John Rodker

John Rodker

John Rodker (18 December 1894 – 6 October 1955) was a British writer, modernist poet, and publisher of some of the major modernist figures. He was born in Manchester into a Jewish immigrant family, who moved to London while he was still young.



As a young man he was one of the "Whitechapel Boys", a group including Isaac Rosenberg, Samuel Weinstein and Joseph Lefkowitz (who coined the name in hindsight). From about 1911, when Rosenberg arrived, they began to aspire to literary careers; and in the years before 1914 Rodker was a published essayist and poet, in The New Age of A. R. Orage and elsewhere. Other "Whitechapel Boys" were the painters David Bomberg and Mark Gertler; they all met together at or near the Whitechapel Art Gallery.

During World War I Rodker was a conscientious objector. He went on the run, sheltering with the poet R. C. Trevelyan, before being arrested in April 1917, imprisoned, and then transferred to the Home Office Work Centre, Princetown, in the former Dartmoor Prison. In 1919 he started the Ovid Press, a small press which lasted about a year. It published T. S. Eliot and Ezra Pound (the first edition of Hugh Selwyn Mauberley) and portfolios of drawings by Wyndham Lewis, Henri Gaudier-Brzeska and Edward Wadsworth. That same year Rodker took over from Pound as foreign editor of the New York magazine The Little Review.

In the 1920s he spent time in Paris on the second edition of James Joyce's Ulysses, at that time subject to censorship, and French translations of Joyce. He then set up the Casanova Society, for limited editions. He continued in publishing, on occult subjects under the imprint J. Rodker also, until a bankruptcy in 1932, when (along with other such ventures such as the Fanfrolico Press) his business folded in the Depression. He was included in the 1930 Faber and Faber collection Our Exagmination Round His Factification for Incamination of Work in Progress of Joyceans.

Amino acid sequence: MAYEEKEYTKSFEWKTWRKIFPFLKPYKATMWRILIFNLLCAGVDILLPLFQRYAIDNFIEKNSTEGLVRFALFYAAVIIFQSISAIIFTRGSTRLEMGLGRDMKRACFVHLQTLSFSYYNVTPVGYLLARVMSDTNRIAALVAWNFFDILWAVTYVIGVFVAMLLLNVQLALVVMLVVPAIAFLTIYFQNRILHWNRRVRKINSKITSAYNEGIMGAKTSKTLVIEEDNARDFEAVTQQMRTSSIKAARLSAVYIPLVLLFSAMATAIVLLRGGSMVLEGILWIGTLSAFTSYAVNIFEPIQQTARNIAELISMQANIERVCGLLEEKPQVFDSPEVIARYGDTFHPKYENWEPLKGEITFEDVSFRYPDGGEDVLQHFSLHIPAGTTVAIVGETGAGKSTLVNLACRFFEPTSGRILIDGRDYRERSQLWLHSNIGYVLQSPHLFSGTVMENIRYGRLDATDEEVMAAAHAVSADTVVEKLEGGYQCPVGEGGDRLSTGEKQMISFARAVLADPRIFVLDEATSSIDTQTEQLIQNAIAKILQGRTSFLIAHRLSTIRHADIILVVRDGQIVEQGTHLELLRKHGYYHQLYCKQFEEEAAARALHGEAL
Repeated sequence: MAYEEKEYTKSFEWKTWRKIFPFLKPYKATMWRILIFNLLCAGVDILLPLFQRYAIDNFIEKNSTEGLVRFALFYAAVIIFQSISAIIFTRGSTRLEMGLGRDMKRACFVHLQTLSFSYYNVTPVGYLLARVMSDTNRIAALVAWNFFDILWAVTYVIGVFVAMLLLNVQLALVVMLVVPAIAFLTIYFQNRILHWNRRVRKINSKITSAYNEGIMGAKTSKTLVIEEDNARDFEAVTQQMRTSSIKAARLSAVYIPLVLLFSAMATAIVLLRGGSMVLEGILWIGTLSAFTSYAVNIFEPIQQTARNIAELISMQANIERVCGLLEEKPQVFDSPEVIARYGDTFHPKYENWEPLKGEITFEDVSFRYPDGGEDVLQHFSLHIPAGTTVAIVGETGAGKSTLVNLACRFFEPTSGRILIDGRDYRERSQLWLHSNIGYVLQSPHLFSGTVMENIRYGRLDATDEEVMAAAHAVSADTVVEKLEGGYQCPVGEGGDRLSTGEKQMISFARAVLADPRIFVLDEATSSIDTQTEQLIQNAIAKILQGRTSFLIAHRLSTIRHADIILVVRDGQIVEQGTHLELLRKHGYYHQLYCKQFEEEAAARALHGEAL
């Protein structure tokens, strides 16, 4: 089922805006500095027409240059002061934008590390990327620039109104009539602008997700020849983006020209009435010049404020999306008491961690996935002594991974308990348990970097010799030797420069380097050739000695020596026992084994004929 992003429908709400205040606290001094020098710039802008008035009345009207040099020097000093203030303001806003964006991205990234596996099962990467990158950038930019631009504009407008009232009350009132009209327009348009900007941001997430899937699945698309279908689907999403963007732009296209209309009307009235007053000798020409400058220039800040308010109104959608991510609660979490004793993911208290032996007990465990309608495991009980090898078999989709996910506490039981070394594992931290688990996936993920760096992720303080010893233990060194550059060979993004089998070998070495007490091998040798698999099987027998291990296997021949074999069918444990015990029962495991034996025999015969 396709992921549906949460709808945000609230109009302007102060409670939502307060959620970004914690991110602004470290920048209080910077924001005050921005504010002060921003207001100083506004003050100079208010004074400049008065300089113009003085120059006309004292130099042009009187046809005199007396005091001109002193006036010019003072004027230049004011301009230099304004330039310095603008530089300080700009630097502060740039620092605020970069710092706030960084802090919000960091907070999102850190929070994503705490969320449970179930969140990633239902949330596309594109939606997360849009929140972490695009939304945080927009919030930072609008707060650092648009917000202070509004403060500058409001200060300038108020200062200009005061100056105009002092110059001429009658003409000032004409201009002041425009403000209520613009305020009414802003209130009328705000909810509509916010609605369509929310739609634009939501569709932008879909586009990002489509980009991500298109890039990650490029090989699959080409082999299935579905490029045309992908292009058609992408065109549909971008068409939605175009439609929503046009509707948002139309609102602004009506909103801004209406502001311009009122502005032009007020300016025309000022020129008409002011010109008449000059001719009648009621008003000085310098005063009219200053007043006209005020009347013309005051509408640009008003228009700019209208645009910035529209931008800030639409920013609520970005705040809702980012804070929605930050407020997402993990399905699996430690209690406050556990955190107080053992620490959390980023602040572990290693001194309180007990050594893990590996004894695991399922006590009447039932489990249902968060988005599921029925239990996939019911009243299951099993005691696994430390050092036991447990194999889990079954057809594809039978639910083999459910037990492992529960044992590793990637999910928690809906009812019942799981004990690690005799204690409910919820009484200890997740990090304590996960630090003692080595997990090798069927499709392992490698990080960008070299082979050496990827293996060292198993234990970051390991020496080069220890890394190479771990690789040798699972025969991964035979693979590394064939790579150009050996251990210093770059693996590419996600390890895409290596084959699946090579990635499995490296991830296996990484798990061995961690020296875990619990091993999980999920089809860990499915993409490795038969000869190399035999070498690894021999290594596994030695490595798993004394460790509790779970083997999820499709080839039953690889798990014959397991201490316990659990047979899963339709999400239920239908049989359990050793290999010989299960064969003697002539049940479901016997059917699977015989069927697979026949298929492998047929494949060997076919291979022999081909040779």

For a period he dropped publishing, concentrating on translation from French literature, and agency work for Preslit, the Soviet overseas literature organ. At this time too he apparently abandoned literary ambitions for himself. In 1937, the centennial of the death of Aleksandr Pushkin, he set up the Pushkin Press, another small press, publishing Oliver Elton's English version of Eugene Onegin and a trickle of other books.

The Imago Publishing Company was a separate and much more substantial venture, set up after Sigmund Freud arrived in 1938 in London. The stocks of Freud's works left when he fled Vienna and the Nazis had been destroyed; Rodker with Anna Freud worked to publish a complete edition. This was done over a dozen years, being finished in 1952. Imago was wound up in 1961.

He was posthumously awarded the Légion d'Honneur by the government of France.


He married three times. His first wife was the writer Mary Butts (1890-1937); they married in May 1918. He already had a daughter, Joan (1915-2010[1][2]), from an earlier relationship with the dancer, Sonia Cohen (1885-1979). His daughter by Mary Butts was called Camilla (1920-2007). The second marriage was to Barbara McKenzie-Smith (1902-1996), a painter, resulting in a son, John Paul (born in 1937), whose name was later changed to John Paul Morrison when his mother remarried. Their friend, Moura Budberg, was asked to be his godmother. The third marriage was to Marianne Rais (died 1984), a Paris bookseller and daughter of his translator Ludmila Savitzky, who survived him. Joan Rodker's son, Ernest Rodker (born 1937), by the actor Gerard Heinz, is British spokesperson for Mordechai Vanunu[3] and a founding member of the Battersea Power Station Community Group.[4]


  • Poems (1914) first collection
  • Hymns (1920) Ovid Press
  • Montagnes Russes (1923) in French translation by Ludmila Savitzky
  • Dartmoor (1926) in French translation by Ludmila Savitzky
  • The Future of Futurism (1926)
  • Adolphe 1920 (1929)
  • Collected Poems, 1912-1925 (Hours Press, 1930)
  • Memoirs of Other Fronts (1932)
  • Poems & Adolphe 1920 (1996) Carcanet Press reissue


  1. ^ Obituary: Joan Rodker, Daily Telegraph, 23 January 2011 (online edition)
  2. ^ Jenny Diski Obituary: Joan Rodker, The Independent, 13 January 2011
  3. ^ Campaign to Free Mordechai Vanunu
  4. ^ Battersea Power Station Community Group.

External links

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